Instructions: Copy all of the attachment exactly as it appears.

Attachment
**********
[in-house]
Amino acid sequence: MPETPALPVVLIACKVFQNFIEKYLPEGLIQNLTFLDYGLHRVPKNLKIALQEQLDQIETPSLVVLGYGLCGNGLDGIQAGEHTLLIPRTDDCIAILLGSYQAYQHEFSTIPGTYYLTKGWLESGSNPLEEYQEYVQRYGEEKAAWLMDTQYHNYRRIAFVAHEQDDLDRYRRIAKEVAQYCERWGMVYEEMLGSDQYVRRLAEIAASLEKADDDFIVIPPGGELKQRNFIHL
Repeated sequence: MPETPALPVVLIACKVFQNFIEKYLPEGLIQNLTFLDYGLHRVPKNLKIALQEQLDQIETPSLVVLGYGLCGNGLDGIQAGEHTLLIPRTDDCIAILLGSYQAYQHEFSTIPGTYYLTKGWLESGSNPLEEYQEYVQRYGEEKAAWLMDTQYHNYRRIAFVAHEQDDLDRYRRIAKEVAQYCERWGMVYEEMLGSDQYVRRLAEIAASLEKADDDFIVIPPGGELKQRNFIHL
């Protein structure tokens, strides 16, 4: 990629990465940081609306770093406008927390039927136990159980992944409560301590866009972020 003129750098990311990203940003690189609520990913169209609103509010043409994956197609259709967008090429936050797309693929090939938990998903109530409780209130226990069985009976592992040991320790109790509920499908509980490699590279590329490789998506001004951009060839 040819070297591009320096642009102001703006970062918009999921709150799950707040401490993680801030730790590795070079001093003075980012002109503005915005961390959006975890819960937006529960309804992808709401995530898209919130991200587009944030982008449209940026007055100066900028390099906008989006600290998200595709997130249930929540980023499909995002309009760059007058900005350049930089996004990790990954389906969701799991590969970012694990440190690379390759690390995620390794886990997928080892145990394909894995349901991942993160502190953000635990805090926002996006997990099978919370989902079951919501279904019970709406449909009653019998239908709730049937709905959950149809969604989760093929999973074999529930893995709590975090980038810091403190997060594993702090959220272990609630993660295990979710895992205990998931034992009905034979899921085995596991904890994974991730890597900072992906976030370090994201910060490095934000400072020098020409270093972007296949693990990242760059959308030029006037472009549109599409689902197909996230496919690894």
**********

[in-house]
Amino acid sequence: MPETPALPVVLIACKVFQNFIEKYLPEGLIQNLTFLDYGLHRVPKNLKIALQEQLDQIETPSLVVLGYGLCGNGLDGIQAGEHTLLIPRTDDCIAILLGSYQAYQHEFSTIPGTYYLTKGWLESGSNPLEEYQEYVQRYGEEKAAWLMDTQYHNYRRIAFVAHEQDDLDRYRRIAKEVAQYCERWGMVYEEMLGSDQYVRRLAEIAASLEKADDDFIVIPPGGELKQRNFIHL
Repeated sequence: MPETPALPVVLIACKVFQNFIEKYLPEGLIQNLTFLDYGLHRVPKNLKIALQEQLDQIETPSLVVLGYGLCGNGLDGIQAGEHTLLIPRTDDCIAILLGSYQAYQHEFSTIPGTYYLTKGWLESGSNPLEEYQEYVQRYGEEKAAWLMDTQYHNYRRIAFVAHEQDDLDRYRRIAKEVAQYCERWGMVYEEMLGSDQYVRRLAEIAASLEKADDDFIVIPPGGELKQRNFIHL
């Protein structure tokens, strides 16, 4: 990629990465940081609306770093406008927390039927136990159980992944409560301590866009972020 003129750098990311990203940003690189609520990913169209609103509010043409994956197609259709967008090429936050797309693929090939938990998903109530409780209130226990069985009976592992040991320790109790509920499908509980490699590279590329490789998506001004951009060839 040819070297591009320096642009102001703006970062918009999921709150799950707040401490993680801030730790590795070079001093003075980012002109503005915005961390959006975890819960937006529960309804992808709401995530898209919130991200587009944030982008449209940026007055100066900028390099906008989006600290998200595709997130249930929540980023499909995002309009760059007058900005350049930089996004990790990954389906969701799991590969970012694990440190690379390759690390995620390794886990997928080892145990394909894995349901991942993160502190953000635990805090926002996006997990099978919370989902079951919501279904019970709406449909009653019998239908709730049937709905959950149809969604989760093929999973074999529930893995709590975090980038810091403190997060594993702090959220272990609630993660295990979710895992205990998931034992009905034979899921085995596991904890994974991730890597900072992906976030370090994201910060490095934000400072020098020409270093972007296949693990990242760059959308030029006037472009549109599409689902197909996230496919690894």